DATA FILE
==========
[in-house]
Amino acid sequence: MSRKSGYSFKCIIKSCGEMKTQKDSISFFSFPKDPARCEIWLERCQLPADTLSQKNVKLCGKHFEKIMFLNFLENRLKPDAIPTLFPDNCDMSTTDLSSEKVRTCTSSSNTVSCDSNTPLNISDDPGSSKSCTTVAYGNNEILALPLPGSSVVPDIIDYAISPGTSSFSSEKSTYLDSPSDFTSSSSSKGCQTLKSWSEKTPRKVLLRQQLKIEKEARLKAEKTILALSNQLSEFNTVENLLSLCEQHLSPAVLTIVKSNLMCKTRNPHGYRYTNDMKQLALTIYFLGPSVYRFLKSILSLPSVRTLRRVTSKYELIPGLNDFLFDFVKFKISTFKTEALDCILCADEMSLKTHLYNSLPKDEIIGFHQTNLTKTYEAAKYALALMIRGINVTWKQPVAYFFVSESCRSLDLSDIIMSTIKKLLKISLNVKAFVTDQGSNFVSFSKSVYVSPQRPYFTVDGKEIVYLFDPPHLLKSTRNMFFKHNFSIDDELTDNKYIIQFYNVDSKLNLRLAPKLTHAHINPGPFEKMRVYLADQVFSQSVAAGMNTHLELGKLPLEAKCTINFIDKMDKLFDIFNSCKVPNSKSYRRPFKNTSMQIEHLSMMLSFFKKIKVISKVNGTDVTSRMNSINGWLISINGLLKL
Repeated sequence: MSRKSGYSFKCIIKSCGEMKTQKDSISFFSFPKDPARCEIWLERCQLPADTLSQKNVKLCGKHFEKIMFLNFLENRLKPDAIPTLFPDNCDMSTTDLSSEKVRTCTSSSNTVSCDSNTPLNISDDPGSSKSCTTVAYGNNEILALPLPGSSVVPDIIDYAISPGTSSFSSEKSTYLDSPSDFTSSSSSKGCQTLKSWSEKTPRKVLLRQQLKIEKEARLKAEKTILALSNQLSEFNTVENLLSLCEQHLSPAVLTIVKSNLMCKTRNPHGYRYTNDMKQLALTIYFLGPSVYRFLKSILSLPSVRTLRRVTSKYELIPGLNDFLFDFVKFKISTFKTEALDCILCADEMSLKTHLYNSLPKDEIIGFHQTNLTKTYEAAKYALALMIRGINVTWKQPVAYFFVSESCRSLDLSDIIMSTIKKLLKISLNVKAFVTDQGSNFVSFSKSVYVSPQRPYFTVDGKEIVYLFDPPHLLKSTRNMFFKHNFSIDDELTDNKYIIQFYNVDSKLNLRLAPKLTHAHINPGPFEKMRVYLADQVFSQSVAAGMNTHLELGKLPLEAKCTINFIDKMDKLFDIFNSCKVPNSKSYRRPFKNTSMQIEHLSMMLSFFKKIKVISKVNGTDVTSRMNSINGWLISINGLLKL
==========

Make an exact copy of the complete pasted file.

[in-house]
Amino acid sequence: MSRKSGYSFKCIIKSCGEMKTQKDSISFFSFPKDPARCEIWLERCQLPADTLSQKNVKLCGKHFEKIMFLNFLENRLKPDAIPTLFPDNCDMSTTDLSSEKVRTCTSSSNTVSCDSNTPLNISDDPGSSKSCTTVAYGNNEILALPLPGSSVVPDIIDYAISPGTSSFSSEKSTYLDSPSDFTSSSSSKGCQTLKSWSEKTPRKVLLRQQLKIEKEARLKAEKTILALSNQLSEFNTVENLLSLCEQHLSPAVLTIVKSNLMCKTRNPHGYRYTNDMKQLALTIYFLGPSVYRFLKSILSLPSVRTLRRVTSKYELIPGLNDFLFDFVKFKISTFKTEALDCILCADEMSLKTHLYNSLPKDEIIGFHQTNLTKTYEAAKYALALMIRGINVTWKQPVAYFFVSESCRSLDLSDIIMSTIKKLLKISLNVKAFVTDQGSNFVSFSKSVYVSPQRPYFTVDGKEIVYLFDPPHLLKSTRNMFFKHNFSIDDELTDNKYIIQFYNVDSKLNLRLAPKLTHAHINPGPFEKMRVYLADQVFSQSVAAGMNTHLELGKLPLEAKCTINFIDKMDKLFDIFNSCKVPNSKSYRRPFKNTSMQIEHLSMMLSFFKKIKVISKVNGTDVTSRMNSINGWLISINGLLKL
Repeated sequence: MSRKSGYSFKCIIKSCGEMKTQKDSISFFSFPKDPARCEIWLERCQLPADTLSQKNVKLCGKHFEKIMFLNFLENRLKPDAIPTLFPDNCDMSTTDLSSEKVRTCTSSSNTVSCDSNTPLNISDDPGSSKSCTTVAYGNNEILALPLPGSSVVPDIIDYAISPGTSSFSSEKSTYLDSPSDFTSSSSSKGCQTLKSWSEKTPRKVLLRQQLKIEKEARLKAEKTILALSNQLSEFNTVENLLSLCEQHLSPAVLTIVKSNLMCKTRNPHGYRYTNDMKQLALTIYFLGPSVYRFLKSILSLPSVRTLRRVTSKYELIPGLNDFLFDFVKFKISTFKTEALDCILCADEMSLKTHLYNSLPKDEIIGFHQTNLTKTYEAAKYALALMIRGINVTWKQPVAYFFVSESCRSLDLSDIIMSTIKKLLKISLNVKAFVTDQGSNFVSFSKSVYVSPQRPYFTVDGKEIVYLFDPPHLLKSTRNMFFKHNFSIDDELTDNKYIIQFYNVDSKLNLRLAPKLTHAHINPGPFEKMRVYLADQVFSQSVAAGMNTHLELGKLPLEAKCTINFIDKMDKLFDIFNSCKVPNSKSYRRPFKNTSMQIEHLSMMLSFFKKIKVISKVNGTDVTSRMNSINGWLISINGLLKL